• Lee C.R.
        • Alini M.
        • Iatridis J.C.
        Anabolic and catabolic mRNA levels of the intervertebral disc vary with the magnitude and frequency of in vivo dynamic compression.
        J Orthop Res. 2004; 22: 1193-1200
        • Maclean J.J.
        • Lee C.R.
        • Alini M.
        • Iatridis J.C.
        The effects of short-term load duration on anabolic and catabolic gene expression in the rat tail intervertebral disc.
        J Orthop Res. 2005; 23: 1120-1127
        • Ferguson S.J.
        • Ito K.
        • Nolte L.P.
        Fluid flow and convective transport of solutes within the intervertebral disc.
        J Biomech. 2004; 37: 213-221
        • Wang D.L.
        • Jiang S.D.
        • Dai L.Y.
        Biologic response of the intervertebral disc to static and dynamic compression in vitro.
        Spine. 2007; 32: 2521-2528
        • Khan K.M.
        • Scott A.
        Mechanotherapy: how physical therapists' prescription of exercise promotes tissue repair.
        Br J Sports Med. 2009; 43: 247-251
        • Mooney V.
        • Gulick J.
        • Perlman M.
        • Levy D.
        • Pozos R.
        • Leggett S.
        • et al.
        Relationships between myoelectric activity, strength and MRI of lumbar extensor muscles in back pain patients and normal subjects.
        J Spinal Disord. 1997; 10: 348-356
        • Pollock M.L.
        • Gazarella L.
        • Graves J.E.
        • Carpenter D.M.
        • Leggett S.H.
        • Lowenthal D.
        • et al.
        Effects of isolated lumbar extension resistance training on bone mineral density of the elderly.
        Med Sci Sports Exerc. 1992; 24: S66
        • Braith R.W.
        • Mills R.M.
        • Welsch M.A.
        • Keller J.W.
        • Pollock M.L.
        Resistance exercise training restores bone mineral density in heart transplant recipients.
        J Am Coll Cardiol. 1996; 28: 1471-1477
        • Braith R.W.
        • Magyari P.M.
        • Fulton M.N.
        • Aranda J.
        • Walker T.
        • Hill J.A.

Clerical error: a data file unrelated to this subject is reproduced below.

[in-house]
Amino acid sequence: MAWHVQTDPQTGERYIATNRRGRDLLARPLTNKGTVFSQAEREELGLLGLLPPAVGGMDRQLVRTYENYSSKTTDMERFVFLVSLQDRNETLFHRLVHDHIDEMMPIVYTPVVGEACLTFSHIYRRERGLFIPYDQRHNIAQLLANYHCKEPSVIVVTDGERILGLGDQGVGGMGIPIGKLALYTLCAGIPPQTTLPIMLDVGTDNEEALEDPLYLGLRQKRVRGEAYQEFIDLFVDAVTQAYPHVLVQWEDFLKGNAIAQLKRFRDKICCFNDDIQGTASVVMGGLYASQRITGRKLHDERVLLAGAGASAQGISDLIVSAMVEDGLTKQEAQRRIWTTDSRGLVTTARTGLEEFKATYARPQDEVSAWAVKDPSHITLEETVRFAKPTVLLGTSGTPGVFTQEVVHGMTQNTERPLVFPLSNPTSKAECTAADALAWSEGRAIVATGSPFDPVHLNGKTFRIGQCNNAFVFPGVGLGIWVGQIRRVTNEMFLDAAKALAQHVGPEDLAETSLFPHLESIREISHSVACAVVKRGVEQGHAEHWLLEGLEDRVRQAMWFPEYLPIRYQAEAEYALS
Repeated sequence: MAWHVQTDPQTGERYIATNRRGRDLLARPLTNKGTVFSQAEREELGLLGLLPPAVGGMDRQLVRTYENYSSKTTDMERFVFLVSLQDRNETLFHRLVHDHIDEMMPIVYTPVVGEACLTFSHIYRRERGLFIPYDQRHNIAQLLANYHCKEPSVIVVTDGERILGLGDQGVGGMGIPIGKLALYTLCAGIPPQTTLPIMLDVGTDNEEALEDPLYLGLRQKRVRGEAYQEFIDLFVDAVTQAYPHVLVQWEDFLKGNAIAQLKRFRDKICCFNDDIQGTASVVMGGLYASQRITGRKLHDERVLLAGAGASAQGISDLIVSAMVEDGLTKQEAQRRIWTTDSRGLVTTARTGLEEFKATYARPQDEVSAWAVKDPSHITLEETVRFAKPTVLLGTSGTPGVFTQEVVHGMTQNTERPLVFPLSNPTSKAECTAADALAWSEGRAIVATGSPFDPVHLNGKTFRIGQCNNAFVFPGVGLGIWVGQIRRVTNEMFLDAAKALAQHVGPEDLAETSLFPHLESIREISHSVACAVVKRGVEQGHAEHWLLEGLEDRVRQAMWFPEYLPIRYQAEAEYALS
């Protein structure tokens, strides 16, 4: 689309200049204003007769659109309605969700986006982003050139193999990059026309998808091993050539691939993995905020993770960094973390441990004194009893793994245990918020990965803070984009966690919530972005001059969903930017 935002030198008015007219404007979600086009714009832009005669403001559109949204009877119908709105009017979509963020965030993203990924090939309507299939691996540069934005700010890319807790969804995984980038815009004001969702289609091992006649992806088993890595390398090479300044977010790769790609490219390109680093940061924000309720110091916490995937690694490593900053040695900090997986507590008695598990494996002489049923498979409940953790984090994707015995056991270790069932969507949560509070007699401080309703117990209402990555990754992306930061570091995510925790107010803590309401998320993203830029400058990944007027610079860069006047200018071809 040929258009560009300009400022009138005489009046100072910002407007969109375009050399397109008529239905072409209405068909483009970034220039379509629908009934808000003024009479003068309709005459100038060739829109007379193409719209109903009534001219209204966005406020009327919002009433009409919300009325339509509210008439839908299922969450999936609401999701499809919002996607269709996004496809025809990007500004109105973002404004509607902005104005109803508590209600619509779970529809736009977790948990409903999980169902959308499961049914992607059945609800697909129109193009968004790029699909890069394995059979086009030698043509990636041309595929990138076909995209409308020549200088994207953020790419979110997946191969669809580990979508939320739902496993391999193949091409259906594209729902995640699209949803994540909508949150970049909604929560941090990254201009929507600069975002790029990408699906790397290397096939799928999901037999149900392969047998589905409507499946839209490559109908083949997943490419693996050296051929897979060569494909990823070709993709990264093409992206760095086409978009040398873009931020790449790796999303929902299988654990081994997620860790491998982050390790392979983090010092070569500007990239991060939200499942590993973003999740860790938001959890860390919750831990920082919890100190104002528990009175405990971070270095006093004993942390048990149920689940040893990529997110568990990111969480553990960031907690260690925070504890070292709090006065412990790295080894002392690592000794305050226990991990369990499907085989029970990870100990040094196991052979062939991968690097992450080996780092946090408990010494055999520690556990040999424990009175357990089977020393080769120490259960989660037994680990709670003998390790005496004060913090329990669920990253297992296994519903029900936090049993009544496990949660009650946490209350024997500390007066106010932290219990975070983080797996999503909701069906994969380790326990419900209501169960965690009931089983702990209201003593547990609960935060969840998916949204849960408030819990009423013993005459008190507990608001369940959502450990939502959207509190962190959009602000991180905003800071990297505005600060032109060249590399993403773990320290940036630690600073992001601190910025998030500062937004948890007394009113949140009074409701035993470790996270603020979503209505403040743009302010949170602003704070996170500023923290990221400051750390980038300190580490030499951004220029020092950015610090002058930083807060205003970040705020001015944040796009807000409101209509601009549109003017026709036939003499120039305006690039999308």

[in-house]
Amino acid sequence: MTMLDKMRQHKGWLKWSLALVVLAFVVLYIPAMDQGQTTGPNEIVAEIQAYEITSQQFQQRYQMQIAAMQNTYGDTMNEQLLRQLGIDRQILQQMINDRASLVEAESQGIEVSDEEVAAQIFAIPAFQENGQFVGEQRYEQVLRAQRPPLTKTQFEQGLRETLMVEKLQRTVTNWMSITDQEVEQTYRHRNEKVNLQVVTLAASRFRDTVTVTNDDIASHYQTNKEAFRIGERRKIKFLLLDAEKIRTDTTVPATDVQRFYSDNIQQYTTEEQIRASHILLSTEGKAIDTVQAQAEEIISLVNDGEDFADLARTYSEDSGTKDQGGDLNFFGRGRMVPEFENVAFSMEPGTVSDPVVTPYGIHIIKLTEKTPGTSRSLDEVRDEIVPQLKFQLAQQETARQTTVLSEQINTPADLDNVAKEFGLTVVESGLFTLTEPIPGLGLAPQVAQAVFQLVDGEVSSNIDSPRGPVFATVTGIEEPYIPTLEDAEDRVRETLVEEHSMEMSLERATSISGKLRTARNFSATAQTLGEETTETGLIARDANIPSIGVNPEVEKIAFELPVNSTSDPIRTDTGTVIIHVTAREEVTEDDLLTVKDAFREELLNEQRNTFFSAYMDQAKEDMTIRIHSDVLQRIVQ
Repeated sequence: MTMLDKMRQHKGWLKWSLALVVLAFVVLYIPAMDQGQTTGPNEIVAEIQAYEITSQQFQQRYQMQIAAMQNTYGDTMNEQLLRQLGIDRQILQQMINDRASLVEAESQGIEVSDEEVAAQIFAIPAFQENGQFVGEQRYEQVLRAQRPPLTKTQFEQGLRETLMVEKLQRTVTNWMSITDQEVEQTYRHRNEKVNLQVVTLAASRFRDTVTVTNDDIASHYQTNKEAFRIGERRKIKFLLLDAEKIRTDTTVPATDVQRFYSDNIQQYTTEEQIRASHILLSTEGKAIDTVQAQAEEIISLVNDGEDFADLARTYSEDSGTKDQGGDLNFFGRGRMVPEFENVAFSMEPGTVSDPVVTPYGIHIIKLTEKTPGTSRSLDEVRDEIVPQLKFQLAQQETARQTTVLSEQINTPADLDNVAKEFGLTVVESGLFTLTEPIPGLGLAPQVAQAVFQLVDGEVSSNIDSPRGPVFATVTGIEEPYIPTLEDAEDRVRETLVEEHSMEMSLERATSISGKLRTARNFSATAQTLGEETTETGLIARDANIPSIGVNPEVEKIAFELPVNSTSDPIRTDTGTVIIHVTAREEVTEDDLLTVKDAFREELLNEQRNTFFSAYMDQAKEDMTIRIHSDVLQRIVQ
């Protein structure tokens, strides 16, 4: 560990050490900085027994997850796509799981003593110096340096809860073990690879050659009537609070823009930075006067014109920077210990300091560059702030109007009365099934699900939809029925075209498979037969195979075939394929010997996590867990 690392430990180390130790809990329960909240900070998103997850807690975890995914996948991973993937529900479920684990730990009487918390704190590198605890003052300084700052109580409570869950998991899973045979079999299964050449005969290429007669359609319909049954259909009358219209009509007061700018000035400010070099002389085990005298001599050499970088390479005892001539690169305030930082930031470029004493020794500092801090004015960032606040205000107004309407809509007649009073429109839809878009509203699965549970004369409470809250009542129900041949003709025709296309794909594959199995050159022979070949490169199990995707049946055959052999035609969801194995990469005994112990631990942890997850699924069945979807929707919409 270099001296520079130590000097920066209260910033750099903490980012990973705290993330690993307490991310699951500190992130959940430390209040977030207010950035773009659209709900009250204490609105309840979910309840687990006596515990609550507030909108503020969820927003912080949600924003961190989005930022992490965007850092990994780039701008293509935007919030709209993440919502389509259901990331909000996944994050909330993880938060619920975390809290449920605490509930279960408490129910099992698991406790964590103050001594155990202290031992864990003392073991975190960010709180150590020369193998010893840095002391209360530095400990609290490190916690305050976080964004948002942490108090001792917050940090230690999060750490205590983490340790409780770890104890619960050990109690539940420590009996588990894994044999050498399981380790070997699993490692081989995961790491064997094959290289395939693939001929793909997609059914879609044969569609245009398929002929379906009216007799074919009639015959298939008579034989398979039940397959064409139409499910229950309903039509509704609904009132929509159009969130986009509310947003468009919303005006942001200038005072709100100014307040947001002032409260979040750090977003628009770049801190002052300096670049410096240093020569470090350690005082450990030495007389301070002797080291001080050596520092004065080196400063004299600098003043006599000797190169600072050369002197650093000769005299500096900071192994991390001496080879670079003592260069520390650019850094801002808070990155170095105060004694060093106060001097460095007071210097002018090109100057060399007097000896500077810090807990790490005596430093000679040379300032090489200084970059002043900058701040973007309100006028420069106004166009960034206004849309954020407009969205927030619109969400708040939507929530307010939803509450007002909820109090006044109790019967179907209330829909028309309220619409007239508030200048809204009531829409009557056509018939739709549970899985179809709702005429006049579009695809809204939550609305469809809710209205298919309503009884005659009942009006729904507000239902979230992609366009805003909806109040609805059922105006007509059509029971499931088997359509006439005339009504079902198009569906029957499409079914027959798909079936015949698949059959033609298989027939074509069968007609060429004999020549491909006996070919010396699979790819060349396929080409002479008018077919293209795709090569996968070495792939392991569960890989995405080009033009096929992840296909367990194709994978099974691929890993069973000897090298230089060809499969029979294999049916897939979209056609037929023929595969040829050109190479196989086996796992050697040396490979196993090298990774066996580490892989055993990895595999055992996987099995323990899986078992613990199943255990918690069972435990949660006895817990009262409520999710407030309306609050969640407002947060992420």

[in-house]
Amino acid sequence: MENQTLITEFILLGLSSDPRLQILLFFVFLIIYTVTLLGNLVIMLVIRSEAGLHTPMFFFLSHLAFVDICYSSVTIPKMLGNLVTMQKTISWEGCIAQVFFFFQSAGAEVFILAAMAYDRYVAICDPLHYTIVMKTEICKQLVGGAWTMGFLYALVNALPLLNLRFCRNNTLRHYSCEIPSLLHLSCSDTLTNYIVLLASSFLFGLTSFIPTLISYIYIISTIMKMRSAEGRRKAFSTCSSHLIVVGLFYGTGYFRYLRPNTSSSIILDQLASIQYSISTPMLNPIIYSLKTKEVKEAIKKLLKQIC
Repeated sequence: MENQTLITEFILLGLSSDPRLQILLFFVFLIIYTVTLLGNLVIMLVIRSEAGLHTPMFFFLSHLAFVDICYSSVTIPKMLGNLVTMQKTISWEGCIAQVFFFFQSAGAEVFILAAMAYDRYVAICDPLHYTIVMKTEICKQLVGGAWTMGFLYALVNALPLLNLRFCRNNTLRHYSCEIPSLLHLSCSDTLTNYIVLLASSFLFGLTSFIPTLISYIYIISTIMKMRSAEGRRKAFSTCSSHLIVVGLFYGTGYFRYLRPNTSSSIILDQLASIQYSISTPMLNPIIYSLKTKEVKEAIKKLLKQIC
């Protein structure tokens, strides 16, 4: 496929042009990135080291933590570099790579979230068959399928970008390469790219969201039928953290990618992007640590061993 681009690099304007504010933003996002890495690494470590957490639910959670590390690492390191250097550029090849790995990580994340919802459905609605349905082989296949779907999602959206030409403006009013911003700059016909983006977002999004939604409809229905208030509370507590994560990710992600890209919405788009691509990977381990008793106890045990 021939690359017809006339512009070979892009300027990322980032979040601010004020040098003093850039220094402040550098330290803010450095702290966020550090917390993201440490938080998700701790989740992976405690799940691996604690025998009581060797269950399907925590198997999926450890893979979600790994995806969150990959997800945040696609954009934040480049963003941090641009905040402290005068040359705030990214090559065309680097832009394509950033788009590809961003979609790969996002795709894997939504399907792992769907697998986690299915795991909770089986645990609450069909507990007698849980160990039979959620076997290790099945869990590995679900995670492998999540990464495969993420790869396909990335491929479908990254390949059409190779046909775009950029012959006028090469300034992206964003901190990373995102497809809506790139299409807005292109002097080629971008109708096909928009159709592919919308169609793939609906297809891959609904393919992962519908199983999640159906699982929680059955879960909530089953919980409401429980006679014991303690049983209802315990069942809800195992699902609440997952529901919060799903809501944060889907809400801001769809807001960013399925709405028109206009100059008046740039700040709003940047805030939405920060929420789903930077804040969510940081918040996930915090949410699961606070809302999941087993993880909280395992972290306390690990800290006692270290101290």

Resistance exercise training and alendronate reverse glucocorticoid-induced osteoporosis in heart transplant recipients.
        J Heart Lung Transplant. 2003; 22: 1082-1090
        • Mitchell M.J.
        • Baz M.A.
        • Fulton M.N.
        • Lisor C.F.
        • Braith R.W.
        Resistance training prevents vertebral osteoporosis in lung transplant recipients.
        Transplantation. 2003; 76: 557-562
        • Braith R.W.
        • Magyari P.M.
        • Fulton M.N.
        • Lisor C.F.
        • Vogel S.E.
        • Hill J.A.
        • et al.
        Comparison of calcitonin versus calcitonin + resistance exercise as prophylaxis for osteoporosis in heart transplant recipients.
        Transplantation. 2006; 81: 1191-1195
        • Braith R.W.
        • Conner J.A.
        • Fulton M.N.
        • Lisor C.F.
        • Casey D.P.
        • Howe K.S.
        • et al.
        Comparison of alendronate vs alendronate plus mechanical loading as prophylaxis for osteoporosis in lung transplant recipients: a pilot study.
        J Heart Lung Transplant. 2007; 26: 132-137
        • Schumann B.
        • Bolm-Audorff U.
        • Bergmann A.
        • Ellegast R.
        • Elsner G.
        • Grifka J.
        • et al.
        Lifestyle factors and lumbar disc disease: results of a German multi-center case-control study (EPILIFT).
        Arthritis Res Ther. 2010; 12: R193
        • Ireland D.
        Molecular mechanisms involved in intervertebral disc degeneration and potential new treatment strategies.
        Bioscience Horizons. 2009; 2: 83-89
        • Smith L.J.
        • Nerurkar N.L.
        • Choi K.
        • Harfe B.D.
        • Elliot D.M.
        Degeneration and regeneration of the intervertebral disc: lessons from development.
        Dis Model Mech. 2011; 4: 31-41
        • Smith D.
        • Bissell G.
        • Bruce-Low S.
        • Wakefield C.
        The effect of lumbar extension training with and without pelvic stabilization on lumbar strength and low back pain.
        J Back Musculoskelet Rehabil. 2011; 24: 1-9
        • Steele J.
        • Bruce-Low S.
        • Smith S.
        • Jessop D.
        • Osborne N.
        A randomised controlled trial of limited range of motion lumbar extension exercise in chronic low back pain.
        Spine. 2013; 38: 1245-1252
        • Helmhout P.H.
        • Staal J.B.
        • Maher C.G.
        • Petersen T.
        • Rainville J.
        • Shaw W.S.
        Exercise therapy and low back pain: insights and proposals to improve the design, conduct, and reporting of clinical trials.
        Spine. 2008; 33: 1782-1788
        • Helmhout P.H.
        • Harts C.
        • Staal J.B.
        • de Bie R.A.
        Rationale and design of a multicentre randomized controlled trial on a ‘minimal intervention’ in Dutch army personnel with nonspecific low back pain.
        BMC Musculoskelet Disord. 2004; 5: 40